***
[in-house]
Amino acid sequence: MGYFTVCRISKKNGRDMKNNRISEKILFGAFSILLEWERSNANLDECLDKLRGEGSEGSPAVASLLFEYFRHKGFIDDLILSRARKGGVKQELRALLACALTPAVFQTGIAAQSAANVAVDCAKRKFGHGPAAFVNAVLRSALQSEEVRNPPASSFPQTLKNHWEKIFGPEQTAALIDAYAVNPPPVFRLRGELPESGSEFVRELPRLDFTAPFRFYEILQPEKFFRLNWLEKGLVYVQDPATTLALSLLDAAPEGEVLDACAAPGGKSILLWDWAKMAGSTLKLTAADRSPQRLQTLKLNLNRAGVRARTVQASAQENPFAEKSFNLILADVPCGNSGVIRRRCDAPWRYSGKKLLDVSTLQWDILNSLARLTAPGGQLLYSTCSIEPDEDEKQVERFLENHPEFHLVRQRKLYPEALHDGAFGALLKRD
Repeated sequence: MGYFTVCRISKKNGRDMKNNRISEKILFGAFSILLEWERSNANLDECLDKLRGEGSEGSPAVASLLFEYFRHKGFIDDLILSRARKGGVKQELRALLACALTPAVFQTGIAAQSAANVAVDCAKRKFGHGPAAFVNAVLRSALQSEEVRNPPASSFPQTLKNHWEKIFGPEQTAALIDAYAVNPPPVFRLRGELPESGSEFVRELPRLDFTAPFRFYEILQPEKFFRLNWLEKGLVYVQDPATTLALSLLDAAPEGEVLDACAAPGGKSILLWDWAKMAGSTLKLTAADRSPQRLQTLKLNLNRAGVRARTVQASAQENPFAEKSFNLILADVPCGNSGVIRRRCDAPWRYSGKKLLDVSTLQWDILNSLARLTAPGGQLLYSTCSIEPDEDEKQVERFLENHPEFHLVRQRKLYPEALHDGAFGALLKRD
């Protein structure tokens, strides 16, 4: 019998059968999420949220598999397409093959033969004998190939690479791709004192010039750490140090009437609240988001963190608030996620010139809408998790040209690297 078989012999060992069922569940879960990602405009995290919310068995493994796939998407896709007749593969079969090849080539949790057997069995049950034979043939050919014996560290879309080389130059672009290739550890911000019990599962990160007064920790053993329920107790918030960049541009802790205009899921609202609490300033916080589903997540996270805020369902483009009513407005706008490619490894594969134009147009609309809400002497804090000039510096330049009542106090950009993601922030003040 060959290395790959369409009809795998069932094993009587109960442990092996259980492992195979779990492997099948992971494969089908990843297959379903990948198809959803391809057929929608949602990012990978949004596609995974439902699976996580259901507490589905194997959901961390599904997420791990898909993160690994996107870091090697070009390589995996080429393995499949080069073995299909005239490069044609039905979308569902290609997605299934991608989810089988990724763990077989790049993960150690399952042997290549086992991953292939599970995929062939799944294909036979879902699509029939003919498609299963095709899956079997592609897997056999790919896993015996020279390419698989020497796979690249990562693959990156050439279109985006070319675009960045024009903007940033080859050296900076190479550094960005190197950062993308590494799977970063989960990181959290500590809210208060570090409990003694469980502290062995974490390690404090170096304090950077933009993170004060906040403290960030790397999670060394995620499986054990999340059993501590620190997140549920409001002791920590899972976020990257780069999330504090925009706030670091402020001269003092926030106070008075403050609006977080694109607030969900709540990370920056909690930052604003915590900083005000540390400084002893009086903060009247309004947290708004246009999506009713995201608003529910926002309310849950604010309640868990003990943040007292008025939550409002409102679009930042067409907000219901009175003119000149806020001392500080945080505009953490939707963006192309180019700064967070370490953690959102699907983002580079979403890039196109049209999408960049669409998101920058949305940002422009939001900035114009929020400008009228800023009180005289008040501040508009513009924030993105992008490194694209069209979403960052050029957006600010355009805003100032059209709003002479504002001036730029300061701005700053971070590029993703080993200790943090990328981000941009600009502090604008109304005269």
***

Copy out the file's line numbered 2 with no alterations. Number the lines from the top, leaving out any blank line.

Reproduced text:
Amino acid sequence: MGYFTVCRISKKNGRDMKNNRISEKILFGAFSILLEWERSNANLDECLDKLRGEGSEGSPAVASLLFEYFRHKGFIDDLILSRARKGGVKQELRALLACALTPAVFQTGIAAQSAANVAVDCAKRKFGHGPAAFVNAVLRSALQSEEVRNPPASSFPQTLKNHWEKIFGPEQTAALIDAYAVNPPPVFRLRGELPESGSEFVRELPRLDFTAPFRFYEILQPEKFFRLNWLEKGLVYVQDPATTLALSLLDAAPEGEVLDACAAPGGKSILLWDWAKMAGSTLKLTAADRSPQRLQTLKLNLNRAGVRARTVQASAQENPFAEKSFNLILADVPCGNSGVIRRRCDAPWRYSGKKLLDVSTLQWDILNSLARLTAPGGQLLYSTCSIEPDEDEKQVERFLENHPEFHLVRQRKLYPEALHDGAFGALLKRD